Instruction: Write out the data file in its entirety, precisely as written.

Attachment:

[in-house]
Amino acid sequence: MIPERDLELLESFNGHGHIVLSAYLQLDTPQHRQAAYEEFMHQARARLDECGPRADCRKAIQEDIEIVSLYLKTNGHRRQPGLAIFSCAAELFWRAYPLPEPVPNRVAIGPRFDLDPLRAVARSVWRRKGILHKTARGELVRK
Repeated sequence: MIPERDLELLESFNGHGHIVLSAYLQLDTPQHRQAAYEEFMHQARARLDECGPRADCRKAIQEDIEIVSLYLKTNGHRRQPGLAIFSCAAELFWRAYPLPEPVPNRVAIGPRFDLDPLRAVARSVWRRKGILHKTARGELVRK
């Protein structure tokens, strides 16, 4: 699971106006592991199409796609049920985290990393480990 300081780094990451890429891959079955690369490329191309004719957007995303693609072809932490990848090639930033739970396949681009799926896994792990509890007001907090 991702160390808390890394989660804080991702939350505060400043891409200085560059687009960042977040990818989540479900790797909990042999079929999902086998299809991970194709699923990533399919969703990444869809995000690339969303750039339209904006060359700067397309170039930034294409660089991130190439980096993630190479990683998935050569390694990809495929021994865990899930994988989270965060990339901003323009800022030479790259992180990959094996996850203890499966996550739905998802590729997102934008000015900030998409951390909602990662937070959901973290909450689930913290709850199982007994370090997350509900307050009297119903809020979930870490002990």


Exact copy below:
[in-house]
Amino acid sequence: MIPERDLELLESFNGHGHIVLSAYLQLDTPQHRQAAYEEFMHQARARLDECGPRADCRKAIQEDIEIVSLYLKTNGHRRQPGLAIFSCAAELFWRAYPLPEPVPNRVAIGPRFDLDPLRAVARSVWRRKGILHKTARGELVRK
Repeated sequence: MIPERDLELLESFNGHGHIVLSAYLQLDTPQHRQAAYEEFMHQARARLDECGPRADCRKAIQEDIEIVSLYLKTNGHRRQPGLAIFSCAAELFWRAYPLPEPVPNRVAIGPRFDLDPLRAVARSVWRRKGILHKTARGELVRK
């Protein structure tokens, strides 16, 4: 699971106006592991199409796609049920985290990393480990 300081780094990451890429891959079955690369490329191309004719957007995303693609072809932490990848090639930033739970396949681009799926896994792990509890007001907090 991702160390808390890394989660804080991702939350505060400043891409200085560059687009960042977040990818989540479900790797909990042999079929999902086998299809991970194709699923990533399919969703990444869809995000690339969303750039339209904006060359700067397309170039930034294409660089991130190439980096993630190479990683998935050569390694990809495929021994865990899930994988989270965060990339901003323009800022030479790259992180990959094996996850203890499966996550739905998802590729997102934008000015900030998409951390909602990662937070959901973290909450689930913290709850199982007994370090997350509900307050009297119903809020979930870490002990």